Bad & Good

A bad man makes a good woman bad,
A bad woman makes a good man bad,
A good man makes a good woman good,
A good woman makes a good man good,
A bad man makes a bad woman bad,
A bad woman makes a bad man bad,
Therefore, A good man should make a bad woman good,
Therefore, A good woman should make a bad man good,


Don’t Call

Don’t call her your woman
Call her your wife
Your queen
For women are all over the place
But it is only her
Who is your wife
Who is your queen
Amongst all these women…

Don’t call him your man
Call him your husband
Your king
For men are all over the place
But it is only him
Who is your husband
Who is your king
Amongst all these men…

© Ayoub Mzee Mzima 2013

Uncle Stu

Stu, a distant uncle
Came home last night
We had a drink together
And I could see that he had something in his mind
But he never spoke
I let it pass
We drunk our wine in silence
While watching the starry night
And wishing upon a distant star

Then out of the darkness
He muttered
“I think I am in love”

I really didn’t know what to say
I kept quiet
We kept quiet momentarily
Both of us
And continued to sip at our muratina wine while in a curious silence

Then he expounded
He told me that he was in love with a beautiful woman
Both in heart and in body
I told him that I was happy for him

He turned and looked at me with a certain intensity in his eyes and asked
“How well do you know about love?”
I looked down at the smouldering fire embers and answered him
“A little bit I guess. I used to know love but she doesn’t live here anymore”

He patted my shoulder and whispered “Son, she will be back and you better be ready”

And I was convinced
Of his faith
In a hopelessly romantic heart like this
And I was happy for him
To have found true love albeit so late in life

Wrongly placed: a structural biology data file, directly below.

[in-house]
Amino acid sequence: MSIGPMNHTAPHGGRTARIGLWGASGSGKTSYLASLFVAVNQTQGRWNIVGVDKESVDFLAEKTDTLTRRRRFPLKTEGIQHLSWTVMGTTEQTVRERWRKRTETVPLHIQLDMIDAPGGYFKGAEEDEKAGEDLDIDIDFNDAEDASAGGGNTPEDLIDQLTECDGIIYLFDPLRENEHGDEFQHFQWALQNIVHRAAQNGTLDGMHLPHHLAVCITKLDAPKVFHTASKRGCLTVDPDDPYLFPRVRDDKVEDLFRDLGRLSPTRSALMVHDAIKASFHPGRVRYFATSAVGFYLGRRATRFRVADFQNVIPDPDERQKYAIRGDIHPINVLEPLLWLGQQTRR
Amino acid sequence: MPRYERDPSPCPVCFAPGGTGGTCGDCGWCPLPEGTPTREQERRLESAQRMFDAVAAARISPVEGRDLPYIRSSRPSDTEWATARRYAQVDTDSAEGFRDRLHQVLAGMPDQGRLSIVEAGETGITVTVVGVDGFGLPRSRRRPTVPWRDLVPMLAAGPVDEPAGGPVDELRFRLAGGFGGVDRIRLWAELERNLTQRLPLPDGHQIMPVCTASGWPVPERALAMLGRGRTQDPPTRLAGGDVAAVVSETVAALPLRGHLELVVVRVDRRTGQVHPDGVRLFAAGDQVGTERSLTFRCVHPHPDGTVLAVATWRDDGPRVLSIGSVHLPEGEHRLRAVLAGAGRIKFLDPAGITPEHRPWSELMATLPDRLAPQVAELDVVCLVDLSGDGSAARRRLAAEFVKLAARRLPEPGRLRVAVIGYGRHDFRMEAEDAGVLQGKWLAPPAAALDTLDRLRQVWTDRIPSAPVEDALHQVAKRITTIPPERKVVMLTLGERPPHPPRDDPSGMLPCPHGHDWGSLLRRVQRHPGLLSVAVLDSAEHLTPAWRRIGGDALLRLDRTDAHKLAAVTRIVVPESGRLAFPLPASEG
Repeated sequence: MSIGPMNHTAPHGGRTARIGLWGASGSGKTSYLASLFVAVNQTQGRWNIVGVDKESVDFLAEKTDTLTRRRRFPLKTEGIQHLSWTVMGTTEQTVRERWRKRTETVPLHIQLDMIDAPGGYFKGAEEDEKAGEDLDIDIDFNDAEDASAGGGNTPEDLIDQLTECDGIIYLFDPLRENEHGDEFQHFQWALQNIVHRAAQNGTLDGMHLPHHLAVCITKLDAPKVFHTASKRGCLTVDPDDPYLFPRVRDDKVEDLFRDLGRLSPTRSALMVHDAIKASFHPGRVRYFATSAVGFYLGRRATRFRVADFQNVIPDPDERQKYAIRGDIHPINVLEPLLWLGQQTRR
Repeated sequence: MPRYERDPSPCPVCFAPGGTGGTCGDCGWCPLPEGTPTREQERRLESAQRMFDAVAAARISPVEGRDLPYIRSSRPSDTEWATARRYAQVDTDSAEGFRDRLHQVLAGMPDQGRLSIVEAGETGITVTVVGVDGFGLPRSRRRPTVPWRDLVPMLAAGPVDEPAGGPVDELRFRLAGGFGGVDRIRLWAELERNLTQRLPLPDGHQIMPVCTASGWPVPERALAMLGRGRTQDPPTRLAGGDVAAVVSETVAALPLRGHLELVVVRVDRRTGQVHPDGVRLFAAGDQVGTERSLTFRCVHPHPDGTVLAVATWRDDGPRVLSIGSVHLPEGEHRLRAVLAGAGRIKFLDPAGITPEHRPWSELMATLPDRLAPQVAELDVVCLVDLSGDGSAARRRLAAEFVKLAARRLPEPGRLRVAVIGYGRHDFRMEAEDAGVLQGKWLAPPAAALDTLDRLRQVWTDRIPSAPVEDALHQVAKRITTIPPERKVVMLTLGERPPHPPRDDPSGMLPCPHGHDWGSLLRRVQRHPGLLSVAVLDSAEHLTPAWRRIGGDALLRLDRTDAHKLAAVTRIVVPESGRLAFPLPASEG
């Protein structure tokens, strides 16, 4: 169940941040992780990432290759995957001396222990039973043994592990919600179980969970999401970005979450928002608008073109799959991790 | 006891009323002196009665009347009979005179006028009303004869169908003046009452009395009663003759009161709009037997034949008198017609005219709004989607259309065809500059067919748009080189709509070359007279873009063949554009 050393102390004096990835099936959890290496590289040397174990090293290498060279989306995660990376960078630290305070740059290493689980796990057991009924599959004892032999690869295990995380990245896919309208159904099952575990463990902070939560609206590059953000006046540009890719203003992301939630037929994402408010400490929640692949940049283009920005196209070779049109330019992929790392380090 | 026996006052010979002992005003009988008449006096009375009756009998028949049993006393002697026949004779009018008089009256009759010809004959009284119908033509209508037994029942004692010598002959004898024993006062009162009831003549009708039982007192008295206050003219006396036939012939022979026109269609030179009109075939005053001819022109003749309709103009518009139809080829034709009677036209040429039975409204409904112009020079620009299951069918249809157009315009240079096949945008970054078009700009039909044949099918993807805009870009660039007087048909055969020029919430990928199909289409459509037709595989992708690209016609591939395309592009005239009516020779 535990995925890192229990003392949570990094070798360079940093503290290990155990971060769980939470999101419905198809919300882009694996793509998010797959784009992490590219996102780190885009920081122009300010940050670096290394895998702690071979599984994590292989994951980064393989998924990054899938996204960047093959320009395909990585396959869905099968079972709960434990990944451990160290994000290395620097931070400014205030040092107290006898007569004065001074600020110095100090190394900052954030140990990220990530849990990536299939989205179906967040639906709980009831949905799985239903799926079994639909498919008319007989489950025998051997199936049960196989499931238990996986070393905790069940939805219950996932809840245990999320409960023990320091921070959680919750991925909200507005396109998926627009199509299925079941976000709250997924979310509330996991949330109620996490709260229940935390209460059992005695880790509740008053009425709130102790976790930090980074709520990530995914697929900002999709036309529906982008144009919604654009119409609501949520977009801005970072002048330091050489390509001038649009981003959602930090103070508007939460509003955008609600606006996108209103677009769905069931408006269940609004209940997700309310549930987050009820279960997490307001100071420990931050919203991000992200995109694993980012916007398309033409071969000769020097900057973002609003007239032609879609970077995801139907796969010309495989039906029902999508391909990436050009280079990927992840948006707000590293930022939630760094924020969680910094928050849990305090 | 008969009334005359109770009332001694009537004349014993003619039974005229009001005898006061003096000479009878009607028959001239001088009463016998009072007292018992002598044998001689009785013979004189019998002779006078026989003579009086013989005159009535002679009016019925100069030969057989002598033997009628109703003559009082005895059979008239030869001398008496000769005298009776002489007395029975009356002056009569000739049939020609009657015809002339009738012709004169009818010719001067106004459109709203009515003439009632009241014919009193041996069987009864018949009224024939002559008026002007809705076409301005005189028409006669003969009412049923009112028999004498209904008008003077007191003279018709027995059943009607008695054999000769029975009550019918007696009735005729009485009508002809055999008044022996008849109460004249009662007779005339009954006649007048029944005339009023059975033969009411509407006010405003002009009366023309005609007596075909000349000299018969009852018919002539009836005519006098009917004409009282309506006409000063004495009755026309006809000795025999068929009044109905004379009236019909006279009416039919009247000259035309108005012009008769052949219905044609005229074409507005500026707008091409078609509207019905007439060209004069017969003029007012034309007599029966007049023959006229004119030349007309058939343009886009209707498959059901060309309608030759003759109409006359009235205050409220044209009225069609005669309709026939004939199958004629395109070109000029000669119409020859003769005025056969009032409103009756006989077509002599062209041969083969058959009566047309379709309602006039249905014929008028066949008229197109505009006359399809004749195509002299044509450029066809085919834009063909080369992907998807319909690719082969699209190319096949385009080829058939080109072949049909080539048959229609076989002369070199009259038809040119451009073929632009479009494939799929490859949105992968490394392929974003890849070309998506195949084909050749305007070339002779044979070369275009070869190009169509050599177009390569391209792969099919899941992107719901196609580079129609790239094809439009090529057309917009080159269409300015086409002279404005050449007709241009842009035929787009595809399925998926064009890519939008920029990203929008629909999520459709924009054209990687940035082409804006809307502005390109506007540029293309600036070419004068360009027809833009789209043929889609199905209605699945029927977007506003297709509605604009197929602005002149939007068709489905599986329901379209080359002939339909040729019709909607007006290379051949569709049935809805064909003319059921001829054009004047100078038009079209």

Yes, life indeed begins at 40.

Ayoub Mzee Mzima ©2013









Meet the Khanga.

An essential garment,

For most women,

Especially those from the Coast of East Africa.

A Khanga knows a woman’s body intimately.

It holds her body in a sure tenderness,

Caressing her tender skin ever so softly,

And ever holding her secrets firmly.

This is an adept piece of clothing,

Revealing just enough and highlighting the essentials of a beautiful body.

It is discreet, just as it is sexy.

It can be a formal affair or just informal, casual and relaxed.

It is a sheer joy,

To see how a body moves below the Khanga,

Hugging the essence of a woman,

Telling her sensuous story and narrating her raw femininity.

A good husband will always make sure,

That his woman doesn’t go without enough Khangas.

He knows and appreciates the beauty of this inherently African garment.

One moment,

It is a garment to wear to the market,

In another moment,

It is transformed into some exciting lingerie,

To tease and entice in equal measure.

Khangas come in-scripted with certain messages.

The message can praise, delude, admonish or be sarcastic.

If a woman is in love,

She could buy a Khanga written “Nimeshapona Mwenzio”

Literary meaning “I finally got what I wanted”

And if a woman is not happy with a fellow woman,

She would buy a Khanga boldly declaring “Ya Kwako Yamekushinda.Ya Kwangu Utayaweza” Meaning that if the woman in question cannot manage her affairs, How can she manage other people’s affairs?

Ah Khanga.

There she goes,

Embraced by the Khanga,

The woman of the homestead,

As she gets the water from the well,

Some splashes on her,

Making her skin wet,

And the Khanga clings to her body,

For dear life.

She and the and the Khanda fuse into one smooth and flowing movement,

A movement that stirs up a searing desire, a certain hunger.

And she knows the man of the house is watching her keenly,

Following her every move with his lazy eyes….

He makes a mental note,

To buy her another Khanga,

From the market.

© Ayoub Mzee 2012